Sometimes, treatment centers provide a healthy environment for surrender to Christ, other times, they do not. But, any treatment without Christ at its center is just a Band-Aid for a mortal wound. Christ wants you to experience the fullness of a new life through a relationship with Him. It’s not where you surrender your heart to Christ that matters, but rather, it is the one to whom you surrender that makes all the difference.

-Marcello U.


For more information on Substance Abuse visit the Struggles section of our website.

Why can’t I stop drinking? Is alcohol really my problem?

Drinking. That was my problem. Every time I took a drink (and really, this time I was going to have just one), disaster occurred.


For starters, one drink turned into multiples. I “drunk dialed” people I knew. I “drunk dialed” people I didn’t know (think prominent Christian speaker Beth Moore, for one). I wrecked seven cars, ended up in treatment five times and jail twice. Everyone agreed. Drinking was my problem.


In spite of my countless efforts to “just stop it,” as plenty of friends and family recommended, I couldn’t “stay stopped.”  And over time, I came to see the truth: drinking wasn’t really the problem. Oh, it looked like the problem. Outer manifestations of inner issues usually look like the problem. In fact, others around us are often so concerned with our actions that they say things like, “Shape up. Stop lying. Start smiling.” In other words, try harder.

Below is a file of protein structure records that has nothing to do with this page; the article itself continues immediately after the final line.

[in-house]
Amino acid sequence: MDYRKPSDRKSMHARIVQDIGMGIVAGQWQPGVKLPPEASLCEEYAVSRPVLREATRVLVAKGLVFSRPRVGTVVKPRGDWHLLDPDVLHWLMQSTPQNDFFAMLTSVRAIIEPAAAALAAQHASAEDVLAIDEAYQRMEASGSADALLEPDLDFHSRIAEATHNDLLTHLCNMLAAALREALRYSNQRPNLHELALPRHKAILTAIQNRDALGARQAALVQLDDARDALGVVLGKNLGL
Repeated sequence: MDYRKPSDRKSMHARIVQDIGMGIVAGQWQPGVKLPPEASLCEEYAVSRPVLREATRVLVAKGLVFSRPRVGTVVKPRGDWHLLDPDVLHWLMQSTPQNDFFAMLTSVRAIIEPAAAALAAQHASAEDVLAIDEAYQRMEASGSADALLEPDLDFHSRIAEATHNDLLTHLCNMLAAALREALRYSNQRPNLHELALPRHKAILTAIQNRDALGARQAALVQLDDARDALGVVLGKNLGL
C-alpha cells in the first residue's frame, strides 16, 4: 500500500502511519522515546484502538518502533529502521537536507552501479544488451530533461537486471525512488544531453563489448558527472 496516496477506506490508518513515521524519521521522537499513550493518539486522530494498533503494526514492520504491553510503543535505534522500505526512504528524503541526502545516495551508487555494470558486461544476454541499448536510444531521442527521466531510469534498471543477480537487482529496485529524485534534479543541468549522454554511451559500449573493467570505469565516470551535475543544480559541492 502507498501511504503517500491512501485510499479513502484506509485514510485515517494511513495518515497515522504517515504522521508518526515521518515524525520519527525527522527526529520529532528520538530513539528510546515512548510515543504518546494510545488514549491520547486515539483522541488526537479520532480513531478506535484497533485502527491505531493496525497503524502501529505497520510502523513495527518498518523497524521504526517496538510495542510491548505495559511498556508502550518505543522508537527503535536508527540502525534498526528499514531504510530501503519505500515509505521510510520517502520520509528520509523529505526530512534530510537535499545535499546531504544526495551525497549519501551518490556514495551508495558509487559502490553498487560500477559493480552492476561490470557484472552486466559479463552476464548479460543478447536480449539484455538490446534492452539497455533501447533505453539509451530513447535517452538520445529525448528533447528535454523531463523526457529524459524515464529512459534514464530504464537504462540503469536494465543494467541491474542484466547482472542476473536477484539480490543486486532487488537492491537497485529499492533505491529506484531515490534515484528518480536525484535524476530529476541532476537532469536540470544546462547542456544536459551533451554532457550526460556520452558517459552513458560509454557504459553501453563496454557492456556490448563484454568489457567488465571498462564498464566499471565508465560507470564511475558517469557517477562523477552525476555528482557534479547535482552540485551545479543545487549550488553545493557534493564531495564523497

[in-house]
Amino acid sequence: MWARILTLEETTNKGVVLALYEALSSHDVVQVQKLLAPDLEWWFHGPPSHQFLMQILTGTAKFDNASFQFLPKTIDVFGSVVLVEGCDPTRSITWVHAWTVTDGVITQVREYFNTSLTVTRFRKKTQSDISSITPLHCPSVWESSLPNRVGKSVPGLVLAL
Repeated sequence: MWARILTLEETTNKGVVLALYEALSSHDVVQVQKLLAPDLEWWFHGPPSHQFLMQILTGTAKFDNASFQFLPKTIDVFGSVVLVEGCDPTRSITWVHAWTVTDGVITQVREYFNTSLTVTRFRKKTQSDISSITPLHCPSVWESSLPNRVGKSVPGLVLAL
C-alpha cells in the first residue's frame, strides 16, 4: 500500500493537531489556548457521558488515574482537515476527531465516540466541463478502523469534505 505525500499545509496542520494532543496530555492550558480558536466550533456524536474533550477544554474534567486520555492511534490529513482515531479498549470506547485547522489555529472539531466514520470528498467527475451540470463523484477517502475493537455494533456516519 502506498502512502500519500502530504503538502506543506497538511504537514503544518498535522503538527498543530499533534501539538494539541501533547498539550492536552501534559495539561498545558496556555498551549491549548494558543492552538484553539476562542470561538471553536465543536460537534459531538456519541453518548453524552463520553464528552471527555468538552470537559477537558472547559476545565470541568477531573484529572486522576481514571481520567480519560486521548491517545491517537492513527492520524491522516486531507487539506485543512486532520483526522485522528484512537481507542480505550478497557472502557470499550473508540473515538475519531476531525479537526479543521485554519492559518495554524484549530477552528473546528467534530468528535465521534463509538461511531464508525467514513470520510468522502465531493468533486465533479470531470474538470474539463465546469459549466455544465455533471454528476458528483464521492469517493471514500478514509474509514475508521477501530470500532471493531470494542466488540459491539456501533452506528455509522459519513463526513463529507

Occasionally that worked for periods of time, but after repeated relapses, it became painfully clear that behavior modification merely deals with the visible symptom. At times a healthy chemical detox is necessary for those with chemical dependencies, but that is not where recovery stops. We’ve all got a spiritual hole, a soul sickness that compels us to seek temporary relief until we come face to face with the root cause. Until we know what that really is, we cannot fully repent and turn to go the other way. As long as I thought drinking was the problem, I could white knuckle it and turn from that. But the next layer – whether fear, insecurity or approval of man – would draw me right back to the familiar coping mechanism. I learned through pain (and equal amounts of humiliation) that treating the symptom only brings temporary relief.  


What do you perceive as your greatest struggle right now? Are you willing to consider that what you think is your nemesis is but a symptom—that your real struggle may be a worship problem? Christ has the power to transform – not just remove the symptoms but to change you from the inside out.


While I haven’t had a drink in many years, those core issues are ones that I bring to the Savior daily. If I don’t come before Him with my fear, pride, and dishonesty, those old “band-aids” of coping could entice me once again.   


Recovery is so very daily. And yet, as I surrender my regrets of the past and fears of the future, my heart changes. Exhaustion and failure are replaced by peace. And actions change too.


We get it backwards, attempting to change actions and hoping our heart will catch up. God changes us from the inside out.


When hearts change, actions follow.

-Joy K.


Key Scripture: Keep your heart with all vigilance, for from it flow the springs of life.” (Proverbs 4:23)

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recovery in Christ when life is broken.